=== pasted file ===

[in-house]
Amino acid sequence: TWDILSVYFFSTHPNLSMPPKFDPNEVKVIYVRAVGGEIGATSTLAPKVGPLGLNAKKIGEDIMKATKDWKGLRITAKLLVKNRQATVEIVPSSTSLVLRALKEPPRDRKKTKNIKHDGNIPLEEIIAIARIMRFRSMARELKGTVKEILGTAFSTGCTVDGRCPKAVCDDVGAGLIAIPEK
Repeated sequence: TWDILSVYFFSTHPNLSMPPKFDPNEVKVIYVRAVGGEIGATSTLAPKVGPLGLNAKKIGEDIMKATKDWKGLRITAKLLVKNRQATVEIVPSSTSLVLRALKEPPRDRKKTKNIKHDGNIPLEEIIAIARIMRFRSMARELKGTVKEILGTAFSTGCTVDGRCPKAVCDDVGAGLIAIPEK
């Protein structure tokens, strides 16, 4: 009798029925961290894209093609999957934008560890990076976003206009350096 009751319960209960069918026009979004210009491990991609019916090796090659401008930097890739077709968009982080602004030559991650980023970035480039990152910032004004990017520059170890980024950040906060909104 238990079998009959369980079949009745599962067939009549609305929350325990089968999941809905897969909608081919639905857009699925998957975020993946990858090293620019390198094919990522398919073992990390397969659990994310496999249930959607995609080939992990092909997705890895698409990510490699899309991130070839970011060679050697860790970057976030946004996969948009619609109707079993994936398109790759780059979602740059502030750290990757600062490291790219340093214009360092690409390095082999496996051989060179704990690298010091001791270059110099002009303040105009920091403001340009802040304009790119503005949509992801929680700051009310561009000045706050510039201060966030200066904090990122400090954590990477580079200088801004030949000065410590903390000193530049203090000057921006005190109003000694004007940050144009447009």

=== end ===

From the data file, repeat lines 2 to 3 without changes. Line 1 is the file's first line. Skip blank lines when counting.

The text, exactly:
Amino acid sequence: TWDILSVYFFSTHPNLSMPPKFDPNEVKVIYVRAVGGEIGATSTLAPKVGPLGLNAKKIGEDIMKATKDWKGLRITAKLLVKNRQATVEIVPSSTSLVLRALKEPPRDRKKTKNIKHDGNIPLEEIIAIARIMRFRSMARELKGTVKEILGTAFSTGCTVDGRCPKAVCDDVGAGLIAIPEK
Repeated sequence: TWDILSVYFFSTHPNLSMPPKFDPNEVKVIYVRAVGGEIGATSTLAPKVGPLGLNAKKIGEDIMKATKDWKGLRITAKLLVKNRQATVEIVPSSTSLVLRALKEPPRDRKKTKNIKHDGNIPLEEIIAIARIMRFRSMARELKGTVKEILGTAFSTGCTVDGRCPKAVCDDVGAGLIAIPEK